on the LVF.

In the most serious, a man in his 20s was shot several times as
he walked his dogs past a bonfire site on the Crumlin Road.

He was critically injured in the midnight shooting and
underwent emergency surgery.

It also emerged that a mother and child escaped injury early on
Sunday morning when shots were fired into a house on
Silverstream Avenue and at a nearby address.

One man was arrested by police.

The hatred that has festered between the two organisations ever
since UVF men broke away to form the LVF nearly a decade ago
shows no sign of abating.

Several men on both sides have been killed as the mutual
loathing and desire for supremacy sporadically erupts into all-
out violence.

The latest attacks are thought to be linked to a murder in the
city earlier this month.

Jameson Lockhart was gunned down as he sat on a lorry in east
Belfast on July 1.

The 25-year-old victim, who was from the north of the city and
believed to have LVF connections, had been clearing rubble from
the site of a demolished bar when the killers struck.

The detective in charge of the latest murder investigation
confirmed officers probing the Lockhart assassination have been
drafted in to hunt down the killers.

Chief Superintendent Phil Wright said: "I believe all these
attacks are down to the loyalist feud. "They were carried out
by personalities from these organisations.

"We have got detectives and uniformed staff working on this
from the Lockhart murder team."

As loyalists prepared to light bonfires tonight to mark the
beginning of the annual Twelfth of July celebrations, the
security forces were attempting to stop further bloodshed.

"I'm sure the public has seen the high visibility of policing
that has taken place. We have put these resources in and I'm
confident we are doing everything we possibly can," Mr Wright

But sources in the area conceded more attacks were almost

"The UVF is on full alert and there is no doubt they will hit
back," one said.

"Their supreme commander has also been given personal
bodyguards – it's that serious."

Police and political representatives urged those with influence
to help calm the situation.

Nigel Dodds, the MP for North Belfast, claimed the public was
sickened by the feuding and called for Security Minister Shaun
Woodward to give police more support.

The Democratic Unionist representative said: "The ordinary
people of north Belfast do not want this violence.

"Shaun Woodward must ensure the police have the necessary
resources to deal with everything they have to contend with
over the next 48 hours and beyond.

"The lesson of history surely teaches those intent on
continuing this violence that it achieves absolutely nothing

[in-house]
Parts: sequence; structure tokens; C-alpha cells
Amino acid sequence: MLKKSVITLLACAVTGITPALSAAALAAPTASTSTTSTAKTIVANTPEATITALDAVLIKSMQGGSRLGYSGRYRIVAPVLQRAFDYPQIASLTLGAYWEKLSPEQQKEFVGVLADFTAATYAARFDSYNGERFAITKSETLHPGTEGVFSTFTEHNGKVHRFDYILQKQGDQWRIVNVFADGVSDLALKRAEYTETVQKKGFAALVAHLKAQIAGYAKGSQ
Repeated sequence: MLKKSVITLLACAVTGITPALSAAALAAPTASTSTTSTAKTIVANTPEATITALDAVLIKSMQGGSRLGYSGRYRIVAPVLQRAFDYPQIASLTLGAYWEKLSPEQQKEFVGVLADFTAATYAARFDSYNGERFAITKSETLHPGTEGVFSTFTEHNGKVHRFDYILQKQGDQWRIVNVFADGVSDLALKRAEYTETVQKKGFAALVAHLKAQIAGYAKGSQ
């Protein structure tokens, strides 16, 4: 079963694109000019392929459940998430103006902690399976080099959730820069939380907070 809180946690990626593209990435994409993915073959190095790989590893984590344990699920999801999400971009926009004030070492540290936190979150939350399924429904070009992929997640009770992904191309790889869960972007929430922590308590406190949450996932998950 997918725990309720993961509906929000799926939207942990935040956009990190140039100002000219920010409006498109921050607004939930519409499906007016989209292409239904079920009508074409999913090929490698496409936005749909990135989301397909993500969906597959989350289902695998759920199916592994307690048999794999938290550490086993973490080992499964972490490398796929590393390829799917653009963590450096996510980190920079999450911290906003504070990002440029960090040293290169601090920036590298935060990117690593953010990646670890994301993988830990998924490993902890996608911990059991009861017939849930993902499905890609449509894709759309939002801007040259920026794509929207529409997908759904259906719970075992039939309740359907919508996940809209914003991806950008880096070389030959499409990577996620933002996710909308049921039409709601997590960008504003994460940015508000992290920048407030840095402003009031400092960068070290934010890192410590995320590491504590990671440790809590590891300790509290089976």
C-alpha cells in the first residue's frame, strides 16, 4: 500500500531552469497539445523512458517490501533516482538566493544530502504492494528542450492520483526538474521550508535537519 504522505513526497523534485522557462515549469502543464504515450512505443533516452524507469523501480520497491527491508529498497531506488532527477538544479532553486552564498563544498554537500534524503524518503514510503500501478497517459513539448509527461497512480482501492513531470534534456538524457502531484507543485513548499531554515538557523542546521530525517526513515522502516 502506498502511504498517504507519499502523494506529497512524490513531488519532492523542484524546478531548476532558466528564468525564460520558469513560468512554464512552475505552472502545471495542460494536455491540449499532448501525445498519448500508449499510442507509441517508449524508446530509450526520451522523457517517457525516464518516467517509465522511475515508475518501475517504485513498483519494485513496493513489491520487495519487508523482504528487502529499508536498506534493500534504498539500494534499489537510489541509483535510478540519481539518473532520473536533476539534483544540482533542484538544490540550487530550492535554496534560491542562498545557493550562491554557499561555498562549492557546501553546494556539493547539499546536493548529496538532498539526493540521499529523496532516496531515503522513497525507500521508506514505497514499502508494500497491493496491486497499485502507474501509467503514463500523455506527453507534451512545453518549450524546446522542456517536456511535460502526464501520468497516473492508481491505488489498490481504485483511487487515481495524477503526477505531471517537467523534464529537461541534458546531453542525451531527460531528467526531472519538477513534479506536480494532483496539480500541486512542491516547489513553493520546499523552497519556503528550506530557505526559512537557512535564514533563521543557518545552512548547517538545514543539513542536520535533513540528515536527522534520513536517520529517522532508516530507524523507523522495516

and that it is the last thing loyalists want."

Ulster Unionist Chris McGimpsey warned loyalists they were
staring into the abyss.

He said: "Both sides need to take a long look at themselves
before they plunge our community into a feud."


Woman Flees After Intimidation

A Catholic woman resident in a predominantly loyalist estate in
County Antrim for more than 50 years has moved out after a
campaign of intimidation.

Kathleen McCaughey, who had been living in the Brookfield
Gardens area of Ahoghill, said she felt she had no other choice
but to leave.

"My door was kicked down and I was told to get out within 48

"Windows broken and paint bombs, petrol bombs then paint bombs
again. I feel wild upset about it," she said.

"I like Ahoghill and I loved it but what can I do, I'm getting
intimidated and threats what else could I do but move."

SDLP councillor Declan O'Loan condemned the intimidation, which
he said culminated with a mob playing mini lambeg drums
picketing her house last week.

"The woman who was forced out of her home had the support of
most of her Protestant neighbours, but they were intimidated
too," he said.

In March, police investigating a firework attack on her home
were attacked with bricks and stones.

Story from BBC NEWS:
Published: 2005/07/11 16:51:55 GMT


Police Working To Counter Feuding

Police are working to counter the feud between the UVF and LVF,
Chief Constable Sir Hugh Orde has said.

It follows a murder and shooting linked by police to tensions
between the two loyalist paramilitary organisations.

He said an increased security presence had stopped violence in
affected areas and loyalist murders were at their lowest level
for "many, many years".

"We are fixing the problem, but we can only do so much," he
said, adding the public must give them information.

Sir Hugh appealed for calm on the 11th night, the eve of the
Twelfth of July celebrations, which are marked by bonfires in
loyalist areas.

"A large number of resources are being deployed," he said.

"I'll be out with my senior officers surveying the scene and
making sure we do our best to allow people to enjoy the
bonfires without it escalating into violence.

"In this weather, I would appeal to people to keep their drink
down to a minimum it is very hot out there and we need people
to maintain a perspective. Commonsense must prevail."

Loyalist paramilitaries were linked to two gun attacks in north
Belfast in which a 19-year-old man was killed and another
critically injured.

The dead man was shot after three men burst into a house in Dhu
Varren Crescent in the Woodvale area at about 0400 BST. He died
later in hospital.